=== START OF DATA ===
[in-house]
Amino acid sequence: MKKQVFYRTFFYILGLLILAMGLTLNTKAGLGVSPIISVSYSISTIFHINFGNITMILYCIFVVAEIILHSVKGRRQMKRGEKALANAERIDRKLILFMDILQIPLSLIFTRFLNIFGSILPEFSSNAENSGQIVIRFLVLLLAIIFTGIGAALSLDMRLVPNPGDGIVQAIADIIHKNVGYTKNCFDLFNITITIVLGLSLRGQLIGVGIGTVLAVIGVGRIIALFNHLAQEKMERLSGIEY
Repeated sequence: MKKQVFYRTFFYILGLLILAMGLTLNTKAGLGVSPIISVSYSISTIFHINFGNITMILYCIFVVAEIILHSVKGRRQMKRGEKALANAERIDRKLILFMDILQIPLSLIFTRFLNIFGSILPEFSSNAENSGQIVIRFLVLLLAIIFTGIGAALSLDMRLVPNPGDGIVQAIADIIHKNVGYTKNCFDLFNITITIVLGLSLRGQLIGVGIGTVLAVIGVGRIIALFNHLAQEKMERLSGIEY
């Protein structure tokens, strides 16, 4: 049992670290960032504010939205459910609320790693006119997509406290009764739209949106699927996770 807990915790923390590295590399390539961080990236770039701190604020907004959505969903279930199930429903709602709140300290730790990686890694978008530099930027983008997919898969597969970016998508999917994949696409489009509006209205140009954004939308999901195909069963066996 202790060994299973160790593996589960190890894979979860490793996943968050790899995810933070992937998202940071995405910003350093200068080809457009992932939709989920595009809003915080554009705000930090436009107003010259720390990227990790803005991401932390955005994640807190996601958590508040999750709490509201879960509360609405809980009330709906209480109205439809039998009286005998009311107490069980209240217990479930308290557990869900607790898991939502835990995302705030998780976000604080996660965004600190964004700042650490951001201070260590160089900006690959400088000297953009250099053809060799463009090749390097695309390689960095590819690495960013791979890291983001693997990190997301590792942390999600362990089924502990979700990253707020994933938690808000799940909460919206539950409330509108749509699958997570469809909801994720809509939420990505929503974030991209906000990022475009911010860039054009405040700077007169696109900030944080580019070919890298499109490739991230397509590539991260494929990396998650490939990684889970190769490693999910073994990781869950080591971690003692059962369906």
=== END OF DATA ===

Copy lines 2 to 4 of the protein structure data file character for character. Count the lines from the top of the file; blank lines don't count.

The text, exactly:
Amino acid sequence: MKKQVFYRTFFYILGLLILAMGLTLNTKAGLGVSPIISVSYSISTIFHINFGNITMILYCIFVVAEIILHSVKGRRQMKRGEKALANAERIDRKLILFMDILQIPLSLIFTRFLNIFGSILPEFSSNAENSGQIVIRFLVLLLAIIFTGIGAALSLDMRLVPNPGDGIVQAIADIIHKNVGYTKNCFDLFNITITIVLGLSLRGQLIGVGIGTVLAVIGVGRIIALFNHLAQEKMERLSGIEY
Repeated sequence: MKKQVFYRTFFYILGLLILAMGLTLNTKAGLGVSPIISVSYSISTIFHINFGNITMILYCIFVVAEIILHSVKGRRQMKRGEKALANAERIDRKLILFMDILQIPLSLIFTRFLNIFGSILPEFSSNAENSGQIVIRFLVLLLAIIFTGIGAALSLDMRLVPNPGDGIVQAIADIIHKNVGYTKNCFDLFNITITIVLGLSLRGQLIGVGIGTVLAVIGVGRIIALFNHLAQEKMERLSGIEY
């Protein structure tokens, strides 16, 4: 049992670290960032504010939205459910609320790693006119997509406290009764739209949106699927996770 807990915790923390590295590399390539961080990236770039701190604020907004959505969903279930199930429903709602709140300290730790990686890694978008530099930027983008997919898969597969970016998508999917994949696409489009509006209205140009954004939308999901195909069963066996 202790060994299973160790593996589960190890894979979860490793996943968050790899995810933070992937998202940071995405910003350093200068080809457009992932939709989920595009809003915080554009705000930090436009107003010259720390990227990790803005991401932390955005994640807190996601958590508040999750709490509201879960509360609405809980009330709906209480109205439809039998009286005998009311107490069980209240217990479930308290557990869900607790898991939502835990995302705030998780976000604080996660965004600190964004700042650490951001201070260590160089900006690959400088000297953009250099053809060799463009090749390097695309390689960095590819690495960013791979890291983001693997990190997301590792942390999600362990089924502990979700990253707020994933938690808000799940909460919206539950409330509108749509699958997570469809909801994720809509939420990505929503974030991209906000990022475009911010860039054009405040700077007169696109900030944080580019070919890298499109490739991230397509590539991260494929990396998650490939990684889970190769490693999910073994990781869950080591971690003692059962369906």